One of the mysteries of the English language finally explained.
Resembling a god in qualities such as power or beauty; divine.‘he achieved deific status’‘deific powers’
divine, godly, angelic, seraphic, transcendent, superhumanView synonyms
- ‘As always, on the first day of the new year we visited the ancient local shrine at the foot of the mountain, which visit usually seems to yield sufficient deific largesse for the following year.’
- ‘Despite attaining near deific rock star heights they have never allowed success to overtake their sense of duty to their audience.’
- ‘Schools of occultism insist most strenuously on the deific and all-powerful nature of such beings.’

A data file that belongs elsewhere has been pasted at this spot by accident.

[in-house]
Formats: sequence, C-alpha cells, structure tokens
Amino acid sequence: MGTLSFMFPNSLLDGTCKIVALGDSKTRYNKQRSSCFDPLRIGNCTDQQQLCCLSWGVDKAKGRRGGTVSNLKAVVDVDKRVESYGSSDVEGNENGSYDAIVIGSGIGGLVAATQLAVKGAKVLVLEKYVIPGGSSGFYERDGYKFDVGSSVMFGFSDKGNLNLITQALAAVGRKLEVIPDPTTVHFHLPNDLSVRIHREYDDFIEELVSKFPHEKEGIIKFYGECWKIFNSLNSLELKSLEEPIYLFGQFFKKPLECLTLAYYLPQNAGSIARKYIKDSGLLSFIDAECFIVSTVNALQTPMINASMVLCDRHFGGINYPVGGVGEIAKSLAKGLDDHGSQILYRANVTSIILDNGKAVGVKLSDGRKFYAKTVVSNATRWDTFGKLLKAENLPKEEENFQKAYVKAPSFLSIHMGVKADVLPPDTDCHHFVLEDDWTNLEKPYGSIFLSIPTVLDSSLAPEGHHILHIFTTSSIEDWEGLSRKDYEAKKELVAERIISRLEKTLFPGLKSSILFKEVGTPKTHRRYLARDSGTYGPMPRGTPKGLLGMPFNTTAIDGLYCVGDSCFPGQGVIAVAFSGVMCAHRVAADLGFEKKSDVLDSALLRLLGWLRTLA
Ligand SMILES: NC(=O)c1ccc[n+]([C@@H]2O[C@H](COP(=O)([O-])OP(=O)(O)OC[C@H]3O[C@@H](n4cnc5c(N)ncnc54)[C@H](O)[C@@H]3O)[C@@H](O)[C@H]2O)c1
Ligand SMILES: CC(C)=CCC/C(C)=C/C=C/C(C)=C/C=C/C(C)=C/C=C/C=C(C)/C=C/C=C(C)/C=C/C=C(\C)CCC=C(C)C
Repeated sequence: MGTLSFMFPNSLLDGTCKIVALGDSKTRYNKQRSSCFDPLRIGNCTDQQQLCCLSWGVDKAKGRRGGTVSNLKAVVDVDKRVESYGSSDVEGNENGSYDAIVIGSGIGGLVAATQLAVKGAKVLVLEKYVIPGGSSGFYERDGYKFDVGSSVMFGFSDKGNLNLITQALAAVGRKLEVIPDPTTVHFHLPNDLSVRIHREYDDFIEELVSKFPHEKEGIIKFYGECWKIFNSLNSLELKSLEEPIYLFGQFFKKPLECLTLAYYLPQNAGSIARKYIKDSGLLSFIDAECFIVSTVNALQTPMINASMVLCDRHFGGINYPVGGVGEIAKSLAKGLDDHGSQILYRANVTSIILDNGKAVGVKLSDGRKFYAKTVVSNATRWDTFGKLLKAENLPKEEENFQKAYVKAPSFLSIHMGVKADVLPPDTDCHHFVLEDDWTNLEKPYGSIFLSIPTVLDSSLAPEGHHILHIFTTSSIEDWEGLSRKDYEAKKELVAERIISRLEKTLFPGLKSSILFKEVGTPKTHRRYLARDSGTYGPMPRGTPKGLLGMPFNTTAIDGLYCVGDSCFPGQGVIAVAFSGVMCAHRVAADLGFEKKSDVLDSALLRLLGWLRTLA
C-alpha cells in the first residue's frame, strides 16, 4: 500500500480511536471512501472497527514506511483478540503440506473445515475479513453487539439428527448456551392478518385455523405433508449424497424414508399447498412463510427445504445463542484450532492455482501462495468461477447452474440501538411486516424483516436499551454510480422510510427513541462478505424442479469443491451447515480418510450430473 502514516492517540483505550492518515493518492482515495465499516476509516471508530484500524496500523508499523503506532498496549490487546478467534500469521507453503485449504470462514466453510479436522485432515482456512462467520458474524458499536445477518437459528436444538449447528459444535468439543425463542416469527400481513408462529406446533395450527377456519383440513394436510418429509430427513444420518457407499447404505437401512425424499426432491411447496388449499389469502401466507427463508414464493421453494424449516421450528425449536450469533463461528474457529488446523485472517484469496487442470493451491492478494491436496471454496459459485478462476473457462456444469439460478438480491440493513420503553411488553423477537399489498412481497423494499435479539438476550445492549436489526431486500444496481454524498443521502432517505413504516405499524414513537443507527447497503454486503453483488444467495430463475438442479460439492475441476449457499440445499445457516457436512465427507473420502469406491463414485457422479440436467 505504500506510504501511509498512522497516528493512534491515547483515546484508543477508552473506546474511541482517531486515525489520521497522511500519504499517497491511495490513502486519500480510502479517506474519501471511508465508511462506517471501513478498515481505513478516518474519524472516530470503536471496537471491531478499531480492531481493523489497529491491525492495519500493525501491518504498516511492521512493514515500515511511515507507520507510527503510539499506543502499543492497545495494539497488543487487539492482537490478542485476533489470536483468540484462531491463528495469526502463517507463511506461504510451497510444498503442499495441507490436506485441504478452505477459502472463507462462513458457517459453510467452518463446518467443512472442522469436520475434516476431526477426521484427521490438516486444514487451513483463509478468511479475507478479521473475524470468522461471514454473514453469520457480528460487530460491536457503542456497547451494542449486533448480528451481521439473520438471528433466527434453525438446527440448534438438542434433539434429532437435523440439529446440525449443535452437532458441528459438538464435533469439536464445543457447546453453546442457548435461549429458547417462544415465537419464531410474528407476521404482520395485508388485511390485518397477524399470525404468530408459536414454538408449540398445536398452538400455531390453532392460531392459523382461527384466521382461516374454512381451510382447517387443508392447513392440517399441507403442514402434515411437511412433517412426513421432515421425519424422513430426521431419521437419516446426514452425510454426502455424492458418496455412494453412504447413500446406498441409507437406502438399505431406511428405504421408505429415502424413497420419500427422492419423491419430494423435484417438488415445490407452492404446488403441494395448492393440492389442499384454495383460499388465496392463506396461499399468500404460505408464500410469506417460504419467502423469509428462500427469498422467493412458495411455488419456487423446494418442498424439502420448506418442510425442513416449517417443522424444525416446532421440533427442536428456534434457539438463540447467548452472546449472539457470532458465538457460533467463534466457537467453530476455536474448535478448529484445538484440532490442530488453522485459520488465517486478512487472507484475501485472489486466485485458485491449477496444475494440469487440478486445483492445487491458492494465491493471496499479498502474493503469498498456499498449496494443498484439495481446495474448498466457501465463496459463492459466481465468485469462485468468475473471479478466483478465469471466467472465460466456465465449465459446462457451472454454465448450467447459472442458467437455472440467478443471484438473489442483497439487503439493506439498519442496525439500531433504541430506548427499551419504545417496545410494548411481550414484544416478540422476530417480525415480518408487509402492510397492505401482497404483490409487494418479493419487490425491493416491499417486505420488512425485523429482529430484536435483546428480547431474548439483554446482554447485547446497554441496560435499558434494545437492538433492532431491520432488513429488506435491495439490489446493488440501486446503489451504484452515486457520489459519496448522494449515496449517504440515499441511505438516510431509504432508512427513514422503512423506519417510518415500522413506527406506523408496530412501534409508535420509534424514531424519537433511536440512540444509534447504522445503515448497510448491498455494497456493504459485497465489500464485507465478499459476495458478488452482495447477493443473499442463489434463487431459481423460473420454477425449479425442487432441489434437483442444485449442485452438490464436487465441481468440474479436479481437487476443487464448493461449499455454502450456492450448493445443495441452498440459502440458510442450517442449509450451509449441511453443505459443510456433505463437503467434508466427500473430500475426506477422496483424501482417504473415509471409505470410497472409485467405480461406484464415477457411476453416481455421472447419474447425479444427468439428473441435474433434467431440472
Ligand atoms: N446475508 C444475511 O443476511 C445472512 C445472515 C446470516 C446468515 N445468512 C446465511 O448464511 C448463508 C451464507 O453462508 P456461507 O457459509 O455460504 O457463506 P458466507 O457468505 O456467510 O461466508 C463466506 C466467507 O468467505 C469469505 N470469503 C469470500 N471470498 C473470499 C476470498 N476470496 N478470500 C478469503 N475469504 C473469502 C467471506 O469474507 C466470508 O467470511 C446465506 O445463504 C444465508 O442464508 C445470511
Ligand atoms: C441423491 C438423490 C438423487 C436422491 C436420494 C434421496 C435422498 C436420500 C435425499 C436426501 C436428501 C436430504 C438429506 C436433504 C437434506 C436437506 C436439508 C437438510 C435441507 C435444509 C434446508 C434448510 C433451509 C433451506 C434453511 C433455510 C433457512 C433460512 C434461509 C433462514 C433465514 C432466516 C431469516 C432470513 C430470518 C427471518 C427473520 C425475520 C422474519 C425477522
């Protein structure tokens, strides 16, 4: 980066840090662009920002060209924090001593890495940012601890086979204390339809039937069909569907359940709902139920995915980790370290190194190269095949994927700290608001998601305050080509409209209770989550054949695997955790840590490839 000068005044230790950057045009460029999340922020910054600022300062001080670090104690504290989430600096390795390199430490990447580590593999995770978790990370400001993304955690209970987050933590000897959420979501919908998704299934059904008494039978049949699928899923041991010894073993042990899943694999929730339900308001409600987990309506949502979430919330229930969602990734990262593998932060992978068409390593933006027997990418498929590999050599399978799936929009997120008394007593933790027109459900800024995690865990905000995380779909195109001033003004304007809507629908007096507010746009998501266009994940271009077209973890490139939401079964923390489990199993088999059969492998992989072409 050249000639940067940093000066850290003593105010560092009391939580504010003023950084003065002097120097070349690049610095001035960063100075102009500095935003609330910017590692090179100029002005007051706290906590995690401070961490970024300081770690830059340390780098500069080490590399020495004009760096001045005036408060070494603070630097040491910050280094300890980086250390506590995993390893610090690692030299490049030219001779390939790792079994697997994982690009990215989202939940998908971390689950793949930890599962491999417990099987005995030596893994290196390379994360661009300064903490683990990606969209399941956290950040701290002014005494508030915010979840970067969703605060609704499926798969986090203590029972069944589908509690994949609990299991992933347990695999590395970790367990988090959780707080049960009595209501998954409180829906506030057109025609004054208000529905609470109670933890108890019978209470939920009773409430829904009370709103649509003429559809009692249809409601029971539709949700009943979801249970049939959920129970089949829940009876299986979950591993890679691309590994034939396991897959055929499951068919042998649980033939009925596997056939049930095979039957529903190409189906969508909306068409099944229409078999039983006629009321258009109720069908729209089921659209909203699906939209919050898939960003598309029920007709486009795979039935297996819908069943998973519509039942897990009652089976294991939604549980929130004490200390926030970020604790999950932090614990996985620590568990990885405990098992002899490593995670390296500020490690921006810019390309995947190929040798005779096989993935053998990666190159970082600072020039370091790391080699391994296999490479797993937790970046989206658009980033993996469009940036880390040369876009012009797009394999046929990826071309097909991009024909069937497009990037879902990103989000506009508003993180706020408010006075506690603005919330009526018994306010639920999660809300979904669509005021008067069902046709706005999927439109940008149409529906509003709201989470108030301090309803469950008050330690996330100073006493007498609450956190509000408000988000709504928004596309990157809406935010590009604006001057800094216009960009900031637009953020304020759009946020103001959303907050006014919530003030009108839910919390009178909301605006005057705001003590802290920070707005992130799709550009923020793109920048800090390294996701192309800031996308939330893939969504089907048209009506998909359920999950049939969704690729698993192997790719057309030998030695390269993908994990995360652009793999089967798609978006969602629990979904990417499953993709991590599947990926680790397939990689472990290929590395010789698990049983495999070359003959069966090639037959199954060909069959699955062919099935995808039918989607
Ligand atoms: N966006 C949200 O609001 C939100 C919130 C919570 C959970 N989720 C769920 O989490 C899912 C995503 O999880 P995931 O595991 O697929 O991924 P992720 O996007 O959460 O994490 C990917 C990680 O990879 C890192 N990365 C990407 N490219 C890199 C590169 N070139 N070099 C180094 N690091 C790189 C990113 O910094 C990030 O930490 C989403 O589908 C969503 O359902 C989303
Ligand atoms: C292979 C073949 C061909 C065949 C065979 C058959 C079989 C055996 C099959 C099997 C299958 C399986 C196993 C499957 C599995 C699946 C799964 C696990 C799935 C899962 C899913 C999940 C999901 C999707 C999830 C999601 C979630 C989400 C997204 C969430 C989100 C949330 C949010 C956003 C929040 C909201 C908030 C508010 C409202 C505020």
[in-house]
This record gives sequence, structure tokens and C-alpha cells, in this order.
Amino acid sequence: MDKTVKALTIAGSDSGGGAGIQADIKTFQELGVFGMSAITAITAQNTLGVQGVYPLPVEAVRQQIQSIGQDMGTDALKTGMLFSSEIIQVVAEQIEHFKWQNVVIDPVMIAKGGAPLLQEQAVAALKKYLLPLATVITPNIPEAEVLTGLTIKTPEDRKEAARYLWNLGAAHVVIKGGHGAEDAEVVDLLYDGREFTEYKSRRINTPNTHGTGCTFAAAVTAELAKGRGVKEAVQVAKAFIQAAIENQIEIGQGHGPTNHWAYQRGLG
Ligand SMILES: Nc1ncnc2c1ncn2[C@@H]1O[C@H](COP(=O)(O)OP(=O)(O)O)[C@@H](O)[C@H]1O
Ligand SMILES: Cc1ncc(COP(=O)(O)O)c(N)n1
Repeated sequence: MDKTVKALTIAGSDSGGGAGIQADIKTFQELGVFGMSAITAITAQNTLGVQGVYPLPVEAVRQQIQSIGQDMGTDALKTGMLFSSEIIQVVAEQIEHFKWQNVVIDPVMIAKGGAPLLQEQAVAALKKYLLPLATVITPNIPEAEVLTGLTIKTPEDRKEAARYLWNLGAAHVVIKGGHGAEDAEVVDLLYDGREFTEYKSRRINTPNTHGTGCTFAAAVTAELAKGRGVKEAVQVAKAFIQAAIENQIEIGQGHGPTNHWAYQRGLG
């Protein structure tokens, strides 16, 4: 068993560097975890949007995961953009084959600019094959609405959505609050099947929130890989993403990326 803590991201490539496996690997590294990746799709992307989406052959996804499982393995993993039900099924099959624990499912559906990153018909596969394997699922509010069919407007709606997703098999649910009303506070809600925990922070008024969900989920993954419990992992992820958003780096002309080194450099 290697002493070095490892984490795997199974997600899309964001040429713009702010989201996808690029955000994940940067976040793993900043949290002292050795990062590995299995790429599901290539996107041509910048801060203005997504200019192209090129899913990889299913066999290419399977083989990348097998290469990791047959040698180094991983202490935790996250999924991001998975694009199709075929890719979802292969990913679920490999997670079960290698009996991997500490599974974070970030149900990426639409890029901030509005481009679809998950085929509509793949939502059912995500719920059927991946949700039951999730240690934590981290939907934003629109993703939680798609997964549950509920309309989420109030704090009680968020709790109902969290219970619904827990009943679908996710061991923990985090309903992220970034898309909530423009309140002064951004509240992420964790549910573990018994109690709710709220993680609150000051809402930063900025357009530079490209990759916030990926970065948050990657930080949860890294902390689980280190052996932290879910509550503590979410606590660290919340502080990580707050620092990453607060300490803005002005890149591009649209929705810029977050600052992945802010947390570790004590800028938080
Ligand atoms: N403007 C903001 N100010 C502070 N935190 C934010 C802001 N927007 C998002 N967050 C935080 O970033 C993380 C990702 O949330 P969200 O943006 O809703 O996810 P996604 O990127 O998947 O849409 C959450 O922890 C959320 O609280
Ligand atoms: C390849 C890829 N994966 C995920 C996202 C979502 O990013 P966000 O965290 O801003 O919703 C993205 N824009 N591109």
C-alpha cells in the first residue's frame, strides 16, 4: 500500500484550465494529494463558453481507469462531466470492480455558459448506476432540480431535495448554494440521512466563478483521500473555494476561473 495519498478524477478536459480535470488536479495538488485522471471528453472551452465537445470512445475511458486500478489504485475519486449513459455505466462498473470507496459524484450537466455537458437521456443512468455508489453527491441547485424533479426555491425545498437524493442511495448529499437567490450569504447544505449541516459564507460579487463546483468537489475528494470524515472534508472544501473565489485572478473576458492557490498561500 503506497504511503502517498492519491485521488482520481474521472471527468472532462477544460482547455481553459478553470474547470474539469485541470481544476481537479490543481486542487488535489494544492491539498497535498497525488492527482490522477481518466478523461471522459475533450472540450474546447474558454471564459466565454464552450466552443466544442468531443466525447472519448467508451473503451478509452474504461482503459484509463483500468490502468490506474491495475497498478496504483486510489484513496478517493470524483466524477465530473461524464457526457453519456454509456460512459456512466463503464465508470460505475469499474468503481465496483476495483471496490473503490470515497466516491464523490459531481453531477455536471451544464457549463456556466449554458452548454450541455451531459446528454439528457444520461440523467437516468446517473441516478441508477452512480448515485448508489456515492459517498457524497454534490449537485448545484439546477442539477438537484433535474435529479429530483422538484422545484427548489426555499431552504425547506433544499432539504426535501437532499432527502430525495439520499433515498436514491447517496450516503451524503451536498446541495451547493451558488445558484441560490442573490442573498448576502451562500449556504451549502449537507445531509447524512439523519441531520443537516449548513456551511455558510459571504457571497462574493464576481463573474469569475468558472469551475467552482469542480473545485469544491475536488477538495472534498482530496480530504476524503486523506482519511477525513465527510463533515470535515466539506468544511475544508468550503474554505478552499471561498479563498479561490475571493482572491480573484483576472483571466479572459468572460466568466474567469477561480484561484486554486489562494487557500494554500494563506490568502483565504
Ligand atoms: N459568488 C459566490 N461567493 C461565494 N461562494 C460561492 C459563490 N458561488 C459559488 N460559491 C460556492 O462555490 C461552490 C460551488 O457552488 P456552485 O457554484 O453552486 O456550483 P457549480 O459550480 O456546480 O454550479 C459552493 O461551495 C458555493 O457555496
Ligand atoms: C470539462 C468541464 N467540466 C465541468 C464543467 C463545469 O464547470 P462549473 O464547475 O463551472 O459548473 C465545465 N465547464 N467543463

- ‘The appearnace of the mansion as a Greek temple presiding over a city named in his honor provided a concrete association between Washington and the deific omnipotents of the past.’
- ‘Forests worth of trees have been felled, herds of sheep slaughtered, great pits of clay have been quarried, all so that several millenia of humans can write down their reconsiderations of deific decrees.’
- ‘Readers who have been positioned as admiring subjects of Cavendish's deific heroines will understand that the author's creations have a great need and desire for triumphal vindication and adoration.’
- ‘Of those deific couplings came the mighty men that were of old.’
Late 15th century: from French déifique or ecclesiastical Latin deificus, from Latin deus ‘god’.
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